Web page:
|Good with children||Very good to excellent with socialization|
|Good with other dogs||Very good to excellent with socialization|
|Good with other pets||Good but needs socialization as has a high prey drive with small non-canine animals and birds|
|Good with strangers||Good to very good – can be wary at first, socialization needed|
|Good apartment dog||Moderate – best in a home with a large yard and space|
|Handles alone time well||Moderate – prefers not to be alone for long periods|
|Health issues||A healthy dog but some issues can include hip dysplasia, ear infections, Cryptorchidism and eye problems|
|Medical expenses||$485 a year for dog insurance and basic health care|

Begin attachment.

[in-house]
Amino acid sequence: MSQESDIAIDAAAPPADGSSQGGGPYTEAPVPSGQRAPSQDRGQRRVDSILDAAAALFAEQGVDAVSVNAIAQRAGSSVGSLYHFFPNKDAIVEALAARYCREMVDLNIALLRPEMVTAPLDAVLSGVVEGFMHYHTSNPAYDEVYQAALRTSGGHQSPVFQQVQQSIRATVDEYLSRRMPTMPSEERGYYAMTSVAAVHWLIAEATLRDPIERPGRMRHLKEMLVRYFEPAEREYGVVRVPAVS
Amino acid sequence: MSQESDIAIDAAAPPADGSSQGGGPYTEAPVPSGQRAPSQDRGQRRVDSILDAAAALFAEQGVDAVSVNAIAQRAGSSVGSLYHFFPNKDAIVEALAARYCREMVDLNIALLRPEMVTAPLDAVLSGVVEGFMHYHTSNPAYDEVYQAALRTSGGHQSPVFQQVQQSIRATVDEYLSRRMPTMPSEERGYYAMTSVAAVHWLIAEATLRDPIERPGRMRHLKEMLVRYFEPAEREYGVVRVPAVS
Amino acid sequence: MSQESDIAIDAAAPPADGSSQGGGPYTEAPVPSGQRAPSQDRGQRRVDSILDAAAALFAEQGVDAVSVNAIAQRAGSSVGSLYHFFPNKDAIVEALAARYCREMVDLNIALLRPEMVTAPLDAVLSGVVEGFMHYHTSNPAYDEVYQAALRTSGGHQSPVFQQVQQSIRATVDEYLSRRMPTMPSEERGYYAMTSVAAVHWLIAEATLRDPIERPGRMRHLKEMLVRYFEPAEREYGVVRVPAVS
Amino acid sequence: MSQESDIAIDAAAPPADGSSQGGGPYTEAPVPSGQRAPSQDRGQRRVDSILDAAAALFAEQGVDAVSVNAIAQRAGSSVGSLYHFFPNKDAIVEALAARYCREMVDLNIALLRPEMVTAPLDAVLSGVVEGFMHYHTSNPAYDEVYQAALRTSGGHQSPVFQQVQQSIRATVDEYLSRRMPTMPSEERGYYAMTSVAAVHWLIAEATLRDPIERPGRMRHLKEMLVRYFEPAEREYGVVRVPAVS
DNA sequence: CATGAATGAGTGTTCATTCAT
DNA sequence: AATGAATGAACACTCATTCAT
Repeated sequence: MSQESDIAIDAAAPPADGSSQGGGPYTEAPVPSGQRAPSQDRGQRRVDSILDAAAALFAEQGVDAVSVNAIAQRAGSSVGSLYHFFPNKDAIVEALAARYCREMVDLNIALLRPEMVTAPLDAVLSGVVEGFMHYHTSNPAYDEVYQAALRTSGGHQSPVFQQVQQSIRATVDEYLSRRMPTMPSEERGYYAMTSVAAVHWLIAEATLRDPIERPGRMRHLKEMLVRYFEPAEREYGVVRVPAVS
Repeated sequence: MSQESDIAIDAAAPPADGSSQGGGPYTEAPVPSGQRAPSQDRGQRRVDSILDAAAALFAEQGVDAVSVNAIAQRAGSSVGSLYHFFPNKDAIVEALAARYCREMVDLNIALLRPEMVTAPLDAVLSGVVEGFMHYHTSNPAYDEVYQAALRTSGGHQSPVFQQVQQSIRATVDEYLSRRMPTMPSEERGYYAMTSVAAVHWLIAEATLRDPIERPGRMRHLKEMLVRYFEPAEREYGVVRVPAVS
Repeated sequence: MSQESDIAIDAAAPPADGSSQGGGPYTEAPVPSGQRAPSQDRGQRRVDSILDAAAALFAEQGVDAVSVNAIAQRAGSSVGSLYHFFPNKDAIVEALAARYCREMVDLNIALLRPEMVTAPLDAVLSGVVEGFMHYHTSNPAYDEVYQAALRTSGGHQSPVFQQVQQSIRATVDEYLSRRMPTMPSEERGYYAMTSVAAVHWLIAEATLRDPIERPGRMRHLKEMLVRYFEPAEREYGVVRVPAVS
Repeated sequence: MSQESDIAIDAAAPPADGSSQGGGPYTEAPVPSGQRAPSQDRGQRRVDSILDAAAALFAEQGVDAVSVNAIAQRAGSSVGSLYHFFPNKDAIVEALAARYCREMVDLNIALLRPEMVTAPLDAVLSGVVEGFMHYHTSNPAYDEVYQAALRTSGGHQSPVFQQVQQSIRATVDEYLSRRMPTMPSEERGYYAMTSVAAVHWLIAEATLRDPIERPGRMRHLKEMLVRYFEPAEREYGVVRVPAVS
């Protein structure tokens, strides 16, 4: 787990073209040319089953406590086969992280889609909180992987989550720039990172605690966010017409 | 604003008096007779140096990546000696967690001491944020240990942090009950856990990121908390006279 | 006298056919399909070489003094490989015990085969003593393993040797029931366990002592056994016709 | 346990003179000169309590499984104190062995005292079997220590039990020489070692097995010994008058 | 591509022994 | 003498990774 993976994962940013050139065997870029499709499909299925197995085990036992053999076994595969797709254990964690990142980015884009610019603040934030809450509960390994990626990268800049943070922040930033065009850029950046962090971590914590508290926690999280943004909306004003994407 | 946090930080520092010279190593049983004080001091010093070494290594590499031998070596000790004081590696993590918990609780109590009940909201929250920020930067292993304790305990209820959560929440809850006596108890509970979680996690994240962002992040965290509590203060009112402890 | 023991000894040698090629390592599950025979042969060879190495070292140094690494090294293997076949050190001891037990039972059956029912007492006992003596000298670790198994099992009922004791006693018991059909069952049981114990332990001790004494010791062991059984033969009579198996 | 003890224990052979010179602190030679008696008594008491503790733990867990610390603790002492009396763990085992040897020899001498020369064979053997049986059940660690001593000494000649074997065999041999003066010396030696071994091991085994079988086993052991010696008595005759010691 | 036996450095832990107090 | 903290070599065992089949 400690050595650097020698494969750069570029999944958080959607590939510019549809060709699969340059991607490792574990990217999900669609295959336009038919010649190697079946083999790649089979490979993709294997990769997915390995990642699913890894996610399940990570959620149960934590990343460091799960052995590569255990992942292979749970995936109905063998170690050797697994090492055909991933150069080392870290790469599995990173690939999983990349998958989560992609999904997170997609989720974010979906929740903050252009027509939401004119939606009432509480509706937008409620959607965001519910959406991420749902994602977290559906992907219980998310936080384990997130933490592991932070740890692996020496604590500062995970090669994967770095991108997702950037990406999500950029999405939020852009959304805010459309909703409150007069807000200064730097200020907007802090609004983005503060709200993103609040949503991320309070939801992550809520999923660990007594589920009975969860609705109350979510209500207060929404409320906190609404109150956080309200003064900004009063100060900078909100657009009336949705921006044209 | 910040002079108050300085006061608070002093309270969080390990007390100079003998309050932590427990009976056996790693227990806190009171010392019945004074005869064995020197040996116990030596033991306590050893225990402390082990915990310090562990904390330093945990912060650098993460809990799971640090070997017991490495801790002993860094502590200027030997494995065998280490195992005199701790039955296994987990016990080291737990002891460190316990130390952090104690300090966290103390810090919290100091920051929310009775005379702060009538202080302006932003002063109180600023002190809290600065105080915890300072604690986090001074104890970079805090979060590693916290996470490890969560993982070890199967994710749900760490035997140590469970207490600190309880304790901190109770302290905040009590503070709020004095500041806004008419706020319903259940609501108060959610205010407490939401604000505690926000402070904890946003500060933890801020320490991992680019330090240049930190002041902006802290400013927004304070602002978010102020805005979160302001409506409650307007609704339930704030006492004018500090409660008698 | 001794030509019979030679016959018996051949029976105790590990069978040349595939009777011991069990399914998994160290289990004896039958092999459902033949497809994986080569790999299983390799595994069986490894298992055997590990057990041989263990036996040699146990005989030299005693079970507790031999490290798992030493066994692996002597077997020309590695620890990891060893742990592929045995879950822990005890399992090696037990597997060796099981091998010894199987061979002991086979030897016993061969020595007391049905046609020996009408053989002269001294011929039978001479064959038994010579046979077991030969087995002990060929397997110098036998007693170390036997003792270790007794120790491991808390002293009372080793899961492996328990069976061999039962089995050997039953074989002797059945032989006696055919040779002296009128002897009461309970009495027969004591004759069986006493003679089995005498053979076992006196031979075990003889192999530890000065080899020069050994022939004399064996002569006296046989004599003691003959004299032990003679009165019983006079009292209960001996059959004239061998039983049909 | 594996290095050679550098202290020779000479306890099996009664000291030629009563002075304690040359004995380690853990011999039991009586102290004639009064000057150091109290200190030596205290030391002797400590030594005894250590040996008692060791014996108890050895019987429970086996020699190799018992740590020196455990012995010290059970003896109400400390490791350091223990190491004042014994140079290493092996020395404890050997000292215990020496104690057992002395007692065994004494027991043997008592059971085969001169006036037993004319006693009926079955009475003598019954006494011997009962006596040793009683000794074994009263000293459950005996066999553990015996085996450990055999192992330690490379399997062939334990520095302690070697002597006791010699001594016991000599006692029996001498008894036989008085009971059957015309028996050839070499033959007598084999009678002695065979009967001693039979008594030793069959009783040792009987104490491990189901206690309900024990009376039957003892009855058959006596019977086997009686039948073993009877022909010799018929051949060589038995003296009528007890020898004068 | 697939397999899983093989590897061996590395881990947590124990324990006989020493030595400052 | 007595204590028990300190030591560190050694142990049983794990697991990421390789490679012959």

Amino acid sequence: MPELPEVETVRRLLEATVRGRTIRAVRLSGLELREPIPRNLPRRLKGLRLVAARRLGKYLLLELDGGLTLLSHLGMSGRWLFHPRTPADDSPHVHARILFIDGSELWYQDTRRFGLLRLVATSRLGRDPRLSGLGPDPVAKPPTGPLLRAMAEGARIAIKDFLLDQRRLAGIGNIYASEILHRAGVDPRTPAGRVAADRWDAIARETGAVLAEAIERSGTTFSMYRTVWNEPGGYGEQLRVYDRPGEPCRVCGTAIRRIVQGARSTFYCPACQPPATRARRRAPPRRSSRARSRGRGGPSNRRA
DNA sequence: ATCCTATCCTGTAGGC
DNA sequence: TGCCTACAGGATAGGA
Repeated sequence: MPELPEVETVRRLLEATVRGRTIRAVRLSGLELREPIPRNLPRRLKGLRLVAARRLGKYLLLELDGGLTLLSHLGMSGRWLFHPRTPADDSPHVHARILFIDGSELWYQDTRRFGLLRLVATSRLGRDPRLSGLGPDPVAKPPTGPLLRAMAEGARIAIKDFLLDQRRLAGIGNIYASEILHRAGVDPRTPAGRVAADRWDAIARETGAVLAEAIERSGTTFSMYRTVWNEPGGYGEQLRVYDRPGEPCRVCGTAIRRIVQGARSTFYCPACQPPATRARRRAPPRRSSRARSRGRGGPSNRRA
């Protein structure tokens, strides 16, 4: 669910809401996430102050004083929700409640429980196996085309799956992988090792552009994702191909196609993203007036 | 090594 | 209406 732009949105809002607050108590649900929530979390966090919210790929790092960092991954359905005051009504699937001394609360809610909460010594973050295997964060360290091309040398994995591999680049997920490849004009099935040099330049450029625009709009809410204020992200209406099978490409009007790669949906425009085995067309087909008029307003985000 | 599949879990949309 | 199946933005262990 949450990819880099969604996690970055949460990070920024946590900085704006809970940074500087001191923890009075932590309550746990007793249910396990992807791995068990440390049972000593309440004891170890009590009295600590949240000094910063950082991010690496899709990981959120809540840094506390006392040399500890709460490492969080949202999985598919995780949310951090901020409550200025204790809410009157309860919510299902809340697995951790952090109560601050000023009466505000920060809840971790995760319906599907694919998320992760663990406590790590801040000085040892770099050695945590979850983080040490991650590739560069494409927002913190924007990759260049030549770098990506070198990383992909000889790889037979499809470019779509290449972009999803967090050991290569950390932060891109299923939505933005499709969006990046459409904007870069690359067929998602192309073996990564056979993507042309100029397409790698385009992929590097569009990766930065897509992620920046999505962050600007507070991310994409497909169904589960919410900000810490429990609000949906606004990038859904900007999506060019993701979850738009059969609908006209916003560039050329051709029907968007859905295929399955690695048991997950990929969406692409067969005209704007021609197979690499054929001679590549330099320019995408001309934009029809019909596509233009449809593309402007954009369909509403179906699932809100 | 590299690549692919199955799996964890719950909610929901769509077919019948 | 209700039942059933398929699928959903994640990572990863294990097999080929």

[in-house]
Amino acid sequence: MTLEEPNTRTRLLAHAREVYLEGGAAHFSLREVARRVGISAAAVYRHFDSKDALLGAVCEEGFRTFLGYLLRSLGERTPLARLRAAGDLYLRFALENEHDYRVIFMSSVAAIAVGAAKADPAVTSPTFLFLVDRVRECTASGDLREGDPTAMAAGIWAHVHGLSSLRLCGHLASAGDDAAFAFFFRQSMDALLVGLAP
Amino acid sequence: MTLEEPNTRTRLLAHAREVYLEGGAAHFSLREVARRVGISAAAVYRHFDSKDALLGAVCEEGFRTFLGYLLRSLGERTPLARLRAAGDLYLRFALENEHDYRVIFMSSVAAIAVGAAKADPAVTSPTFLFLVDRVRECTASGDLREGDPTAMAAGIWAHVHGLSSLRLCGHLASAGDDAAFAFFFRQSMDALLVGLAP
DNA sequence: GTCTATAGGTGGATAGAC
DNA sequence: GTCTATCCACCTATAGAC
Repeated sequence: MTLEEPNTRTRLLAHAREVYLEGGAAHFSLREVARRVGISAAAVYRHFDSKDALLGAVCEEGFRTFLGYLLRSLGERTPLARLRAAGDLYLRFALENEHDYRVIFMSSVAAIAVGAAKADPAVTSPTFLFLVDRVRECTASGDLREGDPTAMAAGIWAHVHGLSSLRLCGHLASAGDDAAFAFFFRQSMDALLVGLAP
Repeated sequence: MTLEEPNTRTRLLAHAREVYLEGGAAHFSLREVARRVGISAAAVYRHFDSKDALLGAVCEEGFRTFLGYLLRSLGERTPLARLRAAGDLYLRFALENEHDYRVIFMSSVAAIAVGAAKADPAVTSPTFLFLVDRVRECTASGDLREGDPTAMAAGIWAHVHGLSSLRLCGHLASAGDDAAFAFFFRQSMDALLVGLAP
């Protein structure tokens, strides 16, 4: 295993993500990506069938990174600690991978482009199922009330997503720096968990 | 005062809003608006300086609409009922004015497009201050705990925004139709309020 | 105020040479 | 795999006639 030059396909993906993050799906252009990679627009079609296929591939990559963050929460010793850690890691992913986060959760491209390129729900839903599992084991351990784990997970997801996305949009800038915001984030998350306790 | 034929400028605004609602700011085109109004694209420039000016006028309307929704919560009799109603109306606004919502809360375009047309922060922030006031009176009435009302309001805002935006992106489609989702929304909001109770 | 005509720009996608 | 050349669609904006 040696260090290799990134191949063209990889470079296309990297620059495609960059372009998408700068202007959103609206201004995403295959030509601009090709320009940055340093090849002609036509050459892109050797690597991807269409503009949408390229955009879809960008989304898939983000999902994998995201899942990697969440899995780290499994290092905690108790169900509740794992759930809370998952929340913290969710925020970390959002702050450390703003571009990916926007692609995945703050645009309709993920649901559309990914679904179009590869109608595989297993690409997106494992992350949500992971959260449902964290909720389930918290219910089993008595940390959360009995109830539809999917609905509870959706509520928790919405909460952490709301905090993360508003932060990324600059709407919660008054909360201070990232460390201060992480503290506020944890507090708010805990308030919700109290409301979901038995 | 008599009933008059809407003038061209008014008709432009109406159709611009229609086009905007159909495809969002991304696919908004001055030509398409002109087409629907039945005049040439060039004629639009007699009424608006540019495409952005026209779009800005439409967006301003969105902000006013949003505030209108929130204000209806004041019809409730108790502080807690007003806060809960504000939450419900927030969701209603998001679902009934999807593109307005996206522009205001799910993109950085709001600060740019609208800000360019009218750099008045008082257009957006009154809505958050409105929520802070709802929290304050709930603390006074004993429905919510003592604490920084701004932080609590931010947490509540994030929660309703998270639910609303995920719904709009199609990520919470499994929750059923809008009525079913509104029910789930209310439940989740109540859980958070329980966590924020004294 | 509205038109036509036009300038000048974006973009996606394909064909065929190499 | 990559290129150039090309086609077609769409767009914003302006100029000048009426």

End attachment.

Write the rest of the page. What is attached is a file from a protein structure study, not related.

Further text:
|Food expenses||$260 a year for treats and a good quality dry dog food|
|Miscellaneous expenses||$675 a year for grooming, license, basic training, miscellaneous items and toys|
|Average annual expenses||$1420 as a starting figure|
|Cost to purchase||$1,000|
|Rescue organizations||Pudelpointer Dog Rescue, check local rescues and shelters|
|Biting Statistics||None reported|
The Pudelpointer’s Beginnings
The Pudelpointer’s development started in 1881 in Germany by a breeder called Baron von Zedlitz who was looking for a gun dog that was able to hunt on both land and water, and act as tracker, pointer and retriever. He wanted a dog that was intelligent, easy to train, eager to please, agile, strong and as well as being a great hunter also a great companion.